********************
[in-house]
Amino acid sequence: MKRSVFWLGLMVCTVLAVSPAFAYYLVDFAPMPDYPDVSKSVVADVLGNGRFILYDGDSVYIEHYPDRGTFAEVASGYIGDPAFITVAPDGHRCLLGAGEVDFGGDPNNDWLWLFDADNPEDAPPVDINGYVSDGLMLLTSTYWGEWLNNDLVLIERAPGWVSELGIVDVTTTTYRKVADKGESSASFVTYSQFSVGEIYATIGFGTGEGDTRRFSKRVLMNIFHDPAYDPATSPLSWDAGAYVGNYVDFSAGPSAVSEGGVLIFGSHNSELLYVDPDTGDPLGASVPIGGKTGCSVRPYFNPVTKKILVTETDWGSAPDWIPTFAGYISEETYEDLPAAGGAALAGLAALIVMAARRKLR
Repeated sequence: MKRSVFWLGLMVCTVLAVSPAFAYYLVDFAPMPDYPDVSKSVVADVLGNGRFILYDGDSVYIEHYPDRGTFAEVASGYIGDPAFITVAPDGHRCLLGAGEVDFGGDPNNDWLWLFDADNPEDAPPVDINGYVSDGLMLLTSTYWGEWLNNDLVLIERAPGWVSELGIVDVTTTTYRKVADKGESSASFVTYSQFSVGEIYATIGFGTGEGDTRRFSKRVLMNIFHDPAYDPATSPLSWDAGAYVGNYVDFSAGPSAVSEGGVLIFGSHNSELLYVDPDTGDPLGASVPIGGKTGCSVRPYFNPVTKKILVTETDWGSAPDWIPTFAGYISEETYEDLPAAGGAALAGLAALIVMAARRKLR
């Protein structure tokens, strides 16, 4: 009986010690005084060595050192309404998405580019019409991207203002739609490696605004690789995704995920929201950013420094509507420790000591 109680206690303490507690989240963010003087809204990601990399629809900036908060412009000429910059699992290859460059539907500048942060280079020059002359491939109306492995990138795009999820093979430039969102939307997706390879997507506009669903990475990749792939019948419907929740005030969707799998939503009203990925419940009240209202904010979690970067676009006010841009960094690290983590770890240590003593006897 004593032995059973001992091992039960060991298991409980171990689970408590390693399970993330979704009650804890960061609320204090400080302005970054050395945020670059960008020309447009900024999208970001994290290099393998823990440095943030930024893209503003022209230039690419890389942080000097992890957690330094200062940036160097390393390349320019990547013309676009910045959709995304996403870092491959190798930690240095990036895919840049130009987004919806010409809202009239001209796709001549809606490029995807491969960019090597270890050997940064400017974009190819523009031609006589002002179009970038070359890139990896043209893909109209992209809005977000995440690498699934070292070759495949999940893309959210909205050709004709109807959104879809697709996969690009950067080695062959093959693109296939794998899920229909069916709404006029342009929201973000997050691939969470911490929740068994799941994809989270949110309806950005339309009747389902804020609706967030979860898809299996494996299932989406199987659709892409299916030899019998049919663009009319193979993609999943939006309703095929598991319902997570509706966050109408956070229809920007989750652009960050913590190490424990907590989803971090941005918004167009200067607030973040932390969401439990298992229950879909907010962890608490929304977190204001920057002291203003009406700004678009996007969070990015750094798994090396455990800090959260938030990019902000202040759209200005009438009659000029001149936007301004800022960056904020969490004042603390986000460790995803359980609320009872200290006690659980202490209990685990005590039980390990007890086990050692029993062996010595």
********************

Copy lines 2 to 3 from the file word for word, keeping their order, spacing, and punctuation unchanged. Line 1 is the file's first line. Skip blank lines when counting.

Amino acid sequence: MKRSVFWLGLMVCTVLAVSPAFAYYLVDFAPMPDYPDVSKSVVADVLGNGRFILYDGDSVYIEHYPDRGTFAEVASGYIGDPAFITVAPDGHRCLLGAGEVDFGGDPNNDWLWLFDADNPEDAPPVDINGYVSDGLMLLTSTYWGEWLNNDLVLIERAPGWVSELGIVDVTTTTYRKVADKGESSASFVTYSQFSVGEIYATIGFGTGEGDTRRFSKRVLMNIFHDPAYDPATSPLSWDAGAYVGNYVDFSAGPSAVSEGGVLIFGSHNSELLYVDPDTGDPLGASVPIGGKTGCSVRPYFNPVTKKILVTETDWGSAPDWIPTFAGYISEETYEDLPAAGGAALAGLAALIVMAARRKLR
Repeated sequence: MKRSVFWLGLMVCTVLAVSPAFAYYLVDFAPMPDYPDVSKSVVADVLGNGRFILYDGDSVYIEHYPDRGTFAEVASGYIGDPAFITVAPDGHRCLLGAGEVDFGGDPNNDWLWLFDADNPEDAPPVDINGYVSDGLMLLTSTYWGEWLNNDLVLIERAPGWVSELGIVDVTTTTYRKVADKGESSASFVTYSQFSVGEIYATIGFGTGEGDTRRFSKRVLMNIFHDPAYDPATSPLSWDAGAYVGNYVDFSAGPSAVSEGGVLIFGSHNSELLYVDPDTGDPLGASVPIGGKTGCSVRPYFNPVTKKILVTETDWGSAPDWIPTFAGYISEETYEDLPAAGGAALAGLAALIVMAARRKLR